It's getting close to that time of year again: the time to learn the ADA's new Code on Dental Procedures and Nomenclature (CDT) code changes before they take effect on January 1, 2023. Because dentistry and healthcare are dynamic, the CDT code set is updated annually.
But the CDT isn't the only code set necessary for correct clinical documentation and billing dental benefit plans. You'll also need to know the International Classification of Diseases, 10th Revision, Clinical Modification (ICD-10-CM), which is used to prove medical necessity.
Many plans, such as Medicare Advantage and Medicaid, require the application of ICD-10-CM codes to dental claims, and some payers will need a diagnostic code for specific procedures, such as surgical procedures.
CDT code preview
Use the code sets correctly to report procedures on dental claims for reimbursement. Below are a few of the CDT changes coming in 2023:
- Twenty-two new codes
- Fourteen revisions to existing codes
- Two deleted codes
- Seven codes adopted in March 2022 related to COVID-19 vaccine administration
Other highlights in CDT 2023 include new and revised codes for the following:
- Intraoral tomosynthesis and 3D surface scans
- HPV vaccine administration
- Guided tissue regeneration
- Intraoral radiograph images
- Gingival flap procedures
- Full-mouth debridement
- Gingival irrigation
The CDT 2023 content has some new inclusions, including the following:
- Six guided tissue-regeneration procedure codes
- A unique code to document removal of the nonresorbable membrane
- Three codes for reporting HPV vaccinations
- Six diagnostic imaging codes for tomosynthesis
- Four new codes to document 3D dental and facial surface scanning procedures
- Various revisions for clarity
The CDT will define a code as having three parts: the procedure code, the nomenclature, and the descriptor. All clinical staff members must be aware of any additions, deletions, revisions, or amendments to any procedures provided so that the most current and correct code is chosen.
Cautionary coding advice
Some dental staff mistakenly refer to the procedure codes in the ADA's CDT code set as "insurance codes." The desire to get a patient's claim paid often overshadows the purpose of correct coding, and selecting procedure codes when the patient has insurance benefits may affect one's thinking.
According to the ADA Principles of Ethics and Code of Conduct, "A dentist who incorrectly describes on a third-party claim form a dental procedure to receive a greater payment or reimbursement ... is engaged in making an unethical, false, or misleading representation to such third party."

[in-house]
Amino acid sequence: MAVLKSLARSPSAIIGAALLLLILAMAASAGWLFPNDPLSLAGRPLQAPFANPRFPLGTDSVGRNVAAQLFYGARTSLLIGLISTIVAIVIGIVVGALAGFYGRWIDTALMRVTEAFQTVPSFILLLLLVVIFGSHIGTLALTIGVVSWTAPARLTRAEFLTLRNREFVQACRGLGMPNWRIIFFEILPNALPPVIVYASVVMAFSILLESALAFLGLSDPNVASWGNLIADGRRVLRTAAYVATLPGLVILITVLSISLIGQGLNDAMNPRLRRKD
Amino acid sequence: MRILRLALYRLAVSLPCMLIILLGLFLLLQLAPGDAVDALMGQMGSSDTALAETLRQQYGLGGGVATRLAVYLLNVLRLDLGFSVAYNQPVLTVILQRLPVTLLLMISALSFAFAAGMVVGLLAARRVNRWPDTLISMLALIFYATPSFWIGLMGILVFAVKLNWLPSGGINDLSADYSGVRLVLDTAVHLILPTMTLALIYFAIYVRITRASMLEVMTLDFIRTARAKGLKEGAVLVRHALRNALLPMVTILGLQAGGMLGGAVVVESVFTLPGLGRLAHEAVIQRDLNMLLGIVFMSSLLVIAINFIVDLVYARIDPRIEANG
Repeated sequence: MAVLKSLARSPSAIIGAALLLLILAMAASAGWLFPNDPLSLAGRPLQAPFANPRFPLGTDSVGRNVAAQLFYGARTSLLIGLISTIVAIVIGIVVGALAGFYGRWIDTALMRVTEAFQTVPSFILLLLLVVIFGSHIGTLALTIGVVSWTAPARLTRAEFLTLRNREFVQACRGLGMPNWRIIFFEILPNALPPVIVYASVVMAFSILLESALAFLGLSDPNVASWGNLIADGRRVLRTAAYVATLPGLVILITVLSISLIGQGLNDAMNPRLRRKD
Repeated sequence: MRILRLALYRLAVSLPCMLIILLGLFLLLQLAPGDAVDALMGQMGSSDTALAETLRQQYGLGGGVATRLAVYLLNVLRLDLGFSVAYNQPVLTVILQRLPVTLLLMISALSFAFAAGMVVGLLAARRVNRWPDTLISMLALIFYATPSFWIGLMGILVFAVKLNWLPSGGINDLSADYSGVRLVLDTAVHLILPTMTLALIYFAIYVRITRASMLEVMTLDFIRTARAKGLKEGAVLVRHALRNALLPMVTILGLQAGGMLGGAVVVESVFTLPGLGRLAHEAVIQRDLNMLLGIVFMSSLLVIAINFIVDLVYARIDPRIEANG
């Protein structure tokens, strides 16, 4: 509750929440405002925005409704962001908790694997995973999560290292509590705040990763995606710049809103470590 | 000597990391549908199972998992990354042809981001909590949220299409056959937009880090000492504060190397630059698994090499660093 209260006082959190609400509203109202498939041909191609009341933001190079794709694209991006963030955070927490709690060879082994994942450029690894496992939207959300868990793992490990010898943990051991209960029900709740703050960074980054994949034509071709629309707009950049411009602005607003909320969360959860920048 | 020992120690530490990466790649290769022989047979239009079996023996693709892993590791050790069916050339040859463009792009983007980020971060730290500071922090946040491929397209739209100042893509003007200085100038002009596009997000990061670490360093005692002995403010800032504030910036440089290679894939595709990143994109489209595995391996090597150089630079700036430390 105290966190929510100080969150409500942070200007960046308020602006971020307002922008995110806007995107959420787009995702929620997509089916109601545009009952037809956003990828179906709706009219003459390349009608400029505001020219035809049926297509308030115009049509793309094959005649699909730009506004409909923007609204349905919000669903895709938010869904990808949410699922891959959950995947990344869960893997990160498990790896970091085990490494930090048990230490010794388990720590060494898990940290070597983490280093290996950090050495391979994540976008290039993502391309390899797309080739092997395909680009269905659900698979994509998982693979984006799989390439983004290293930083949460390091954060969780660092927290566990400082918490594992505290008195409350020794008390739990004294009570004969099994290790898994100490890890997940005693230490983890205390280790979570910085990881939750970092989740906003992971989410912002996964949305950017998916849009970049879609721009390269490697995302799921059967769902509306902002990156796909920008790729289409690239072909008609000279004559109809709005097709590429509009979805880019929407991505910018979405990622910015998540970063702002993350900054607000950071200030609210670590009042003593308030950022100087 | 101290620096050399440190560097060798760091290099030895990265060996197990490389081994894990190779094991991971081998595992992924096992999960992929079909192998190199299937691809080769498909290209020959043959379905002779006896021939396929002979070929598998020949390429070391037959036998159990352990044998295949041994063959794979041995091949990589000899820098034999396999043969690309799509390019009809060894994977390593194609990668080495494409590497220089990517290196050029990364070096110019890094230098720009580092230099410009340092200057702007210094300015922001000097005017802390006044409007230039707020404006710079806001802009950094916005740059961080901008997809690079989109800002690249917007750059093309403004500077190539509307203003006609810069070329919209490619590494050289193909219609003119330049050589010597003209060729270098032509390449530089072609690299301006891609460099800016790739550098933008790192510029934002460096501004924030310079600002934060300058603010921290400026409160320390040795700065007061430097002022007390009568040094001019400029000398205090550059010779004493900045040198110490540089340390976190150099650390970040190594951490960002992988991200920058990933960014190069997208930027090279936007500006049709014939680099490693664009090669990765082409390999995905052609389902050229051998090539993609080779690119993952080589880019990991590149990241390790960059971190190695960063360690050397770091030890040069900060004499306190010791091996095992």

The ADA's CDT coding rules of procedure are as follows:
- Code for what you do.
- Select the code that matches the treatment delivered.
- Treatments should be based on clinical need, not covered services.
Submitting correct procedure codes to insurance carriers allows them and others to assemble data, also known as metrics. The data are used to develop evidence-based guidelines for clinical care and determine if additional procedure codes need to be developed.
"The existence of a code does not mean that the procedure is a covered or reimbursed benefit in a dental benefit plan," according to "Coding with Confidence" by Dr. Charles Blair.
Educating patients about their dental insurance will eliminate misunderstandings and surprises when claims are adjudicated. Even when a covered code is billed, it may not be paid unless the dentist provides good clinical evidence and the patient is eligible at the time of service.
The individual dental benefits plan spells out what is covered and what must be presented to receive reimbursement. Proper procedure code selection and submission must be supported by documentation such as diagnostic quality radiographs, six-point perio charts, and detailed clinical findings in notes. Inform patients of the estimated coverage as well as noncovered services.
Why do you need a yearly reminder for coding changes?
Reimbursement from insurance plans is becoming more complicated. What happens to your cash flow if your experienced insurance coordinator retires or your experienced dental assistant leaves, taking with them their vast coding knowledge and leaving you scratching your head? Or if you hire a new insurance person who isn't as knowledgeable and unpaid claims start piling up?
If you don't have a well-trained insurance person in your practice, the responsibility falls on the dentist to have all the answers, and what busy dentist has time for that? It's vitally important to keep abreast of CDT coding changes to know when it is appropriate to use the new codes. Learn the codes and teach them to your team members, not just the front desk.
Creating a viable patient record is necessary for good documentation, and it is the engine that powers the reimbursement bus. Having the skills to code correctly to achieve a substantial patient record and ensure dental claims are paid is worth its weight in gold.
The comments and observations expressed herein do not necessarily reflect the opinions of DrBicuspid.com, nor should they be construed as an endorsement or admonishment of any particular idea, vendor, or organization.